Whilst supporters of UKIP were yelling from their rooftops this week as an independence supporting foster family had their three children removed because of their political allegiance, others were left unsure what to think.
The argument from Rotherham councils point of view, was that fostering multi-ethnic children was askance to their views on British independence; a point of view which is almost sensible enough to sound plausible, unless subjected to further scrutiny. Imagine the outrage for example if a council saw fit to remove three children who were being brought up by atheist parents, because their spiritual allegiance leaned towards the secular rather than the ethereal.
The principle remains the same, but the most frightening aspect of it is, without meaning to become too dramatic, it creates a very Orwellian situation in which the state has more of a say over the relationship between a parent and their children than the parents themselves.
Again, this is almost an inarguable point, which is what adds to the complexities of this issue. A man may think that it’s perfectly acceptable to get drunk and beat his children, or to teach his children to throw stones at Indian owned newsagents, or that it’s acceptable to rape a woman if she is dressed a certain way. The state would rightly intervene at each of these points, at one stage or another, and decide that the climate in which this child is being brought up is not suitable for their development into productive and law-abiding citizens of this nation.
Both sides are equally impermeable. The social worker who attempted to step over this line may be lauded as foolish by those on one side of the argument but praised as courageous on the other. Neither side is right or wrong.
One day, the foster parents of these three children would have to explain their political views to them, and why they felt like they were actually present in the country because of lax immigration laws that UKIP seek to re-establish. Only the short-sighted would suggest that this is a racist view from a racist party, and one would assume that the vitriolic backlash that has surfaced is an overly violent reaction to the label of “racist” that the party has struggled with from day one.
This is not the English Defence League, with their violent protests in the street and their inexcusable acts of violence against those from other cultures. This is a bona fide political party with an ever increasing following. However odious you may find their views, the point of a democracy is that they have the right to express them and even campaign for them. The fact that they are not the ruling party should show the country that whilst it may be a legitimate view, it is not one shared by the majority.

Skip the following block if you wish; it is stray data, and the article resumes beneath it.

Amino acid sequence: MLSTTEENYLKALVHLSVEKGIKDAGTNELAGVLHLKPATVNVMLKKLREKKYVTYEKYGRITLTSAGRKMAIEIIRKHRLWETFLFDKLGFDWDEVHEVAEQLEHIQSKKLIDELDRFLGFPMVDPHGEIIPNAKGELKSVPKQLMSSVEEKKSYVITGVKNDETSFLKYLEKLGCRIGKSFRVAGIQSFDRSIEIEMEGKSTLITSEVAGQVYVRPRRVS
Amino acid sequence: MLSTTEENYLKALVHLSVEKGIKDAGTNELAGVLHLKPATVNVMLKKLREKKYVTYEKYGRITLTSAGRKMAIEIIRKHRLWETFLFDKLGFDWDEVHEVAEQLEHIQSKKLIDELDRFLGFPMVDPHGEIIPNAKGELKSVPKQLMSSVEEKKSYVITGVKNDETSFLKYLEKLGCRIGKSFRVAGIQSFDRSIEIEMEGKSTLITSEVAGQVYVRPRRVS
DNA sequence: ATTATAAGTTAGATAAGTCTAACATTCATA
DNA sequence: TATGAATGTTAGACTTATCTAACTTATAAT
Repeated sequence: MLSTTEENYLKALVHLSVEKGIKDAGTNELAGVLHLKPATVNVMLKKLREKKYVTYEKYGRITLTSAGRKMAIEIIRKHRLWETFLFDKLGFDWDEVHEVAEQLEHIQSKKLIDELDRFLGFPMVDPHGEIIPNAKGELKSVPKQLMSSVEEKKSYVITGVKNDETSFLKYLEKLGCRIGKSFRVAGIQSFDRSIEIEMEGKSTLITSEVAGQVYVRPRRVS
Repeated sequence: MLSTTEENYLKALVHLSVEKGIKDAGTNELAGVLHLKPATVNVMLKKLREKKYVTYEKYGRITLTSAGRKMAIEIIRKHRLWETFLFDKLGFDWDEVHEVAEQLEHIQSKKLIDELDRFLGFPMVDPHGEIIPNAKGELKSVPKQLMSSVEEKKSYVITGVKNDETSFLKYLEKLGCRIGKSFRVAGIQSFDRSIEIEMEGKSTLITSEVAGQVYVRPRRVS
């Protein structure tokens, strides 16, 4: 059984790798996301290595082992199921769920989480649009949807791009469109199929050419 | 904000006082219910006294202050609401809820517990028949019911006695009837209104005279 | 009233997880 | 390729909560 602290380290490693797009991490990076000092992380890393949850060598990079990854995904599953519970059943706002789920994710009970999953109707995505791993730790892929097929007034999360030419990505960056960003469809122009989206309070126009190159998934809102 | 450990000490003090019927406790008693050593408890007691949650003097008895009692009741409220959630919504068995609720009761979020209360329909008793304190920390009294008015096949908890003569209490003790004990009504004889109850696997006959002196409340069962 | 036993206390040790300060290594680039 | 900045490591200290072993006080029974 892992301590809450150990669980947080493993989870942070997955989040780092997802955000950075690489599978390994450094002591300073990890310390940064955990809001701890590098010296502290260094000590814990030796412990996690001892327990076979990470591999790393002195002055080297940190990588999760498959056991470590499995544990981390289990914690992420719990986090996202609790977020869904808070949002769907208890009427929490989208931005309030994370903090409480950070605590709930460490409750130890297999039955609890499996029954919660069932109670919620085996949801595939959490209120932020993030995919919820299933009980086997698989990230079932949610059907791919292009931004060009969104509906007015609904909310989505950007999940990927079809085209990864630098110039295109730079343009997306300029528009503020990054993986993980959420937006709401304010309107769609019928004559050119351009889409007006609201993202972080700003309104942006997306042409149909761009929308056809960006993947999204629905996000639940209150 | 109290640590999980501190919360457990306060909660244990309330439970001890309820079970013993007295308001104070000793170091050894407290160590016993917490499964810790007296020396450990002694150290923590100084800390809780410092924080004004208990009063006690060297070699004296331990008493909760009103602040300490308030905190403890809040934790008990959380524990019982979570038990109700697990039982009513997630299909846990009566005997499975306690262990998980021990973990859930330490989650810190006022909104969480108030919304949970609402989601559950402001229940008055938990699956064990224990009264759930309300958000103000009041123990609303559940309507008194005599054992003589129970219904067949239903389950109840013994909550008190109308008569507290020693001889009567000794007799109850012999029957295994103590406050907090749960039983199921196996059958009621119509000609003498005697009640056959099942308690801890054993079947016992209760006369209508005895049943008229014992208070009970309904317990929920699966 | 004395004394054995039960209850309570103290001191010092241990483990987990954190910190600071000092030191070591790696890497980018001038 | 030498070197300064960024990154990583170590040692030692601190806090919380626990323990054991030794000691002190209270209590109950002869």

The social worker in question should be asked to explain her actions, and they had better be convincing, but I don’t feel that she deserves the public lambasting that she is receiving. The media have taken this issue and run a long way with it. As have UKIP; suggesting that it is a fundamental misunderstanding of their policies. I’d be inclined to agree, but I think this is almost their fault. If they were clearer with their campaigns, and did a better job of explaining the motives behind their slogans, then the confusion would not be present and the misunderstanding would not have occurred.
Sadly, the situation does not have an easy answer. You could easily argue that a parents job is simply to educate those in their charge, so that when they’re adults they’re well-informed enough to make their own decisions. For a Roman Catholic to indoctrinate their child into that faith is equally as heinous as suggesting that a child should follow the political allegiances of their parents. Unfortunately, the council have opened up a can of worms, because whatever the eventual fate of the children, it will certainly raise questions in their minds. The foster parents could come out of it as shining examples of parenthood if when asked, “why did they take us away,” they turned and said, “we hold certain political views that they didn’t believe it, we simply argued that our political views don’t affect us as people or as parents.” This is almost the best education they can give the children, explaining to them that they are entitled to believe whatever they wish and that the United Kingdom will not discriminate against them for holding such beliefs, rather they will be encouraged to have their voice heard as part of the democratic process.
This is an excellent lesson to be learned, and whether Rotherham, or indeed UKIP intended this when the situation arose, this is the only satisfactory conclusion. Anything else will simply strengthen the resolve of those who seek to fracture the UK as well as the resolve of those who seek to silence UKIP and other political dissenters.